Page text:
On May 22, 2011, a powerful tornado struck Joplin, Missouri, killing 158 people.
The 200 mph winds of the category 5, multi-vortex devastated the small town, tearing through buildings and wreaking havoc upon everything in its path.
Daryl Marshke, a senior photographer with Michigan Photography, almost drove straight into it.
A few days before the storm, he and his wife departed for a trip to Arizona. On the road, they heard news about an outbreak of tornados creeping across the Midwest. On a whim, Marshke said, “If we come across one, let’s try and chase it.”
“I’ve always been fascinated by and have a passion for weather. I just love it,” he said.
Marshke’s interest in weather started at a young age. As a child, his home in Brighton was hit by a small tornado with winds topping 80 mph. While the storm caused minor damage to his house, Marshke found his interest piqued.
He started watching Discovery Channel and following meteorologists like Ginger Zee and Reed Timmer, who starred in the television shows “Storm Chasers” and “Tornado Chasers.”
So when Marshke found himself years later on the road to Arizona near a tornado cluster, he couldn’t resist driving toward them to get a better look. But as he and his wife passed through St. Louis and approached the edge of Tornado Alley, he got an uneasy feeling.
“There were a couple of storms that kept popping up and were progressing a lot faster than I could drive on the expressway ahead of it,” he said. “It started becoming more and more violent, and it was rain that I had never seen or experienced before.”
At the last minute, he decided to turn onto a northern route to drive around the storm rather than straight through it.
“The day that Joplin got hit, we would have driven through exactly at that time,” he said. “It was kind of like a gut feeling said, ‘Let’s not do this one, you don’t know the terrain.’”
Following his close call in Joplin, Marshke dove into the world of storm chasing and hasn’t slowed down since. He is now equipped with phone apps and ham radios to alert him to any developing storms in nearby counties. When he hears a certain type of storm might hit, he packs up his gear to go check it out.
“I just love chasing storms and taking pictures of the lightning and seeing how the storms build and the different types of clouds that are involved. So that’s what really I am passionate about,” he said.
In 2021, Marshke enrolled in tornado chasing courses with the National Oceanic and Atmospheric Administration and became certified in storm chasing. The courses covered the basics of storm chasing: how storms build, how to identify the different categories of tornadoes, how to create an escape plan when chasing a dangerous storm.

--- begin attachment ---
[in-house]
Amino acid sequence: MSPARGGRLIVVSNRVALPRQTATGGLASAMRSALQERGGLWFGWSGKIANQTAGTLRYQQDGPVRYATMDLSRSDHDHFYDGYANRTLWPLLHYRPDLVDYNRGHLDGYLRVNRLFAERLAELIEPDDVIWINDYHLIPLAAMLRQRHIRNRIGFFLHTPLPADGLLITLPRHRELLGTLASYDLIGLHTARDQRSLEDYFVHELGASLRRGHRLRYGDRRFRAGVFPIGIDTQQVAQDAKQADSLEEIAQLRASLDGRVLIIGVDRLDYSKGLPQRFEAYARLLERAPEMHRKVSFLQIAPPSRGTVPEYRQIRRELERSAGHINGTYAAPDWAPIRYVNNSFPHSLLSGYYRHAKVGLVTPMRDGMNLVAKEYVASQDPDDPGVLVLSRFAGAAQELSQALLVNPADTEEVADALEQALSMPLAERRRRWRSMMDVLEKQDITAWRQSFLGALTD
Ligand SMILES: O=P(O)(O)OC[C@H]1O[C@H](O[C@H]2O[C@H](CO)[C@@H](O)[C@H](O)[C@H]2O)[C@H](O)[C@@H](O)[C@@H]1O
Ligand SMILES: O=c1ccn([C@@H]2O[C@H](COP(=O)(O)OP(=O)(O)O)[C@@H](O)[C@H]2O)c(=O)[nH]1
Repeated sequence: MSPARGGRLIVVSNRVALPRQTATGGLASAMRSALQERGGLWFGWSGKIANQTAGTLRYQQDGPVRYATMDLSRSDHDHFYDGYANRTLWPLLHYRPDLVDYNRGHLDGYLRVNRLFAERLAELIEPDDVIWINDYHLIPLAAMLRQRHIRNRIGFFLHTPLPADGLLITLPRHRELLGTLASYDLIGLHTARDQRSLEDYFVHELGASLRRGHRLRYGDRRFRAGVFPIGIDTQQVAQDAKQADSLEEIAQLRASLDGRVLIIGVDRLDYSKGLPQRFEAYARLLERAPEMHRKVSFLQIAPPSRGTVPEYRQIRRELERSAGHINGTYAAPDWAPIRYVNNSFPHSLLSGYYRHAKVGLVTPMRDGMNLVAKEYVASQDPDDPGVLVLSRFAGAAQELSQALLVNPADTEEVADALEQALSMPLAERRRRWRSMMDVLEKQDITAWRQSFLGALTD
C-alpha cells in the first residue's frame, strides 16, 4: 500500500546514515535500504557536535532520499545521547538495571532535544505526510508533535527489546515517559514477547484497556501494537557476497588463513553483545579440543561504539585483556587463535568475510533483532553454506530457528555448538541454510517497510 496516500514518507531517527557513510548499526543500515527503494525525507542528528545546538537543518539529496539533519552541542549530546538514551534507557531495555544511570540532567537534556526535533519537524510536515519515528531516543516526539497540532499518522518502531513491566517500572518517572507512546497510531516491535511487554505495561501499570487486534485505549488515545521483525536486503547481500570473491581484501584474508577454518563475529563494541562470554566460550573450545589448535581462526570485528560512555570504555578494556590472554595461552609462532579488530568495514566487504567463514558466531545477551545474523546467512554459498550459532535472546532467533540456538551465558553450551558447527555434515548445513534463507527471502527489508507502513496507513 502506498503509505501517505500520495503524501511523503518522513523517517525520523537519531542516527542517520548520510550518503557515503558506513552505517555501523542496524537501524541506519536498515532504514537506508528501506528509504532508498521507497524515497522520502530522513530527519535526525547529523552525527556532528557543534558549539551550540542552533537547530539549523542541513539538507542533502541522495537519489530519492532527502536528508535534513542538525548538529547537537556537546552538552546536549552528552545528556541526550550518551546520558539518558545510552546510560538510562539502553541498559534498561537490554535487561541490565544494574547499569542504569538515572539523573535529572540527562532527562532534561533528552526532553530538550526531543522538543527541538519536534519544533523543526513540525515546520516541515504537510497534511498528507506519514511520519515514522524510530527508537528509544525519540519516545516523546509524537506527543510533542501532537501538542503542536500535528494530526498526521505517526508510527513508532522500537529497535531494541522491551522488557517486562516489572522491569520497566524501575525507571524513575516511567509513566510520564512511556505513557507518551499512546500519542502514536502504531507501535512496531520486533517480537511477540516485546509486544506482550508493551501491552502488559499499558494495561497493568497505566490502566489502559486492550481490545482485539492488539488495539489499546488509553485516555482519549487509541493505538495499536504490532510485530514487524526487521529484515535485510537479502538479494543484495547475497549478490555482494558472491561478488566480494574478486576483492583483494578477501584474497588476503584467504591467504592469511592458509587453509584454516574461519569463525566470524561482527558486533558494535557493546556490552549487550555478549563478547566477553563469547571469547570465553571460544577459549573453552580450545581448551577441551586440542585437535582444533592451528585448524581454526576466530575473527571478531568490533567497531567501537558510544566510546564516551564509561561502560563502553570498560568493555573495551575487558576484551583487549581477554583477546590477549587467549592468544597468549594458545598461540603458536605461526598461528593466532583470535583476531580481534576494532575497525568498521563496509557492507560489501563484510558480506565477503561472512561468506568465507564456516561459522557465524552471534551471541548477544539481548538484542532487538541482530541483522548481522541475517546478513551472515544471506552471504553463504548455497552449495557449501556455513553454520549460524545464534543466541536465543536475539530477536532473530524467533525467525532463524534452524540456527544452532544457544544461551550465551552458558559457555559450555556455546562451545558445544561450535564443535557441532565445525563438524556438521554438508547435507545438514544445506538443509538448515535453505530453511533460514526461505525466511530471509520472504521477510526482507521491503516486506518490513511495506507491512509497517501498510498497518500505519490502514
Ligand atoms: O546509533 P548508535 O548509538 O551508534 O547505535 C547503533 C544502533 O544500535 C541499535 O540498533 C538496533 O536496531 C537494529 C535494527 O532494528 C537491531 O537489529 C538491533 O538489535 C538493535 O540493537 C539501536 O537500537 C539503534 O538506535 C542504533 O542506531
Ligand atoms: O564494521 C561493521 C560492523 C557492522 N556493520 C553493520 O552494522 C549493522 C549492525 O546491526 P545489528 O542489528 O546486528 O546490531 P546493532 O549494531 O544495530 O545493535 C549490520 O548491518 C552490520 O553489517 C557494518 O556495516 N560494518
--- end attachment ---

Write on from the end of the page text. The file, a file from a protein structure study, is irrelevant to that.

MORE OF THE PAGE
Safety is an essential component of storm chasing, and Marshke said he continues learning about first aid, GPS systems and weather patterns to be prepared.
“I haven’t put myself in a position where I felt I was in danger,” he said. “I tend to want to err on the safe side.”
As a photographer, Marshke has been able to combine his two passions to capture shots of storms on film. Whenever he tracks down a storm, he brings wide-angle lenses, tripods and other equipment to try to perfectly capture the storm’s elements.
While Marshke enjoys traveling around the country to chase storms, he mainly focuses on storms in Michigan. Although the state hasn’t had a category 5 tornado since 1953 in Flint, Michigan still experiences an average of 15 tornadoes each year.
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Some of Marshke’s favorite photos from his collection are from storms around campus with lightning surrounding the Burton Memorial Tower and Michigan Stadium.
Earlier this year, Marshke almost made a trip to Florida where his mother lives to photograph Hurricane Ian. The storm — which displaced more than 40,000 people — proved too dangerous to pursue, and Marshke said it’s important for storm chasers to know their limits.
“You’ve got to be respectful of everybody else,” he said. “If you put yourself in harm’s way, in danger, you become one more person who needs help.”
In the future, Marshke hopes to travel out west and join a community of fellow storm chasers.
“I don’t want to get up and close, I don’t want to be in a tornado. I’m more about stepping back and just capturing the beauty of storms and the lightning and the colors,” he said. “A lot of times at sunset, you get these really beautiful purples and peaches, and then with a bolt of lightning going down, it’s always beautiful and what I enjoy.”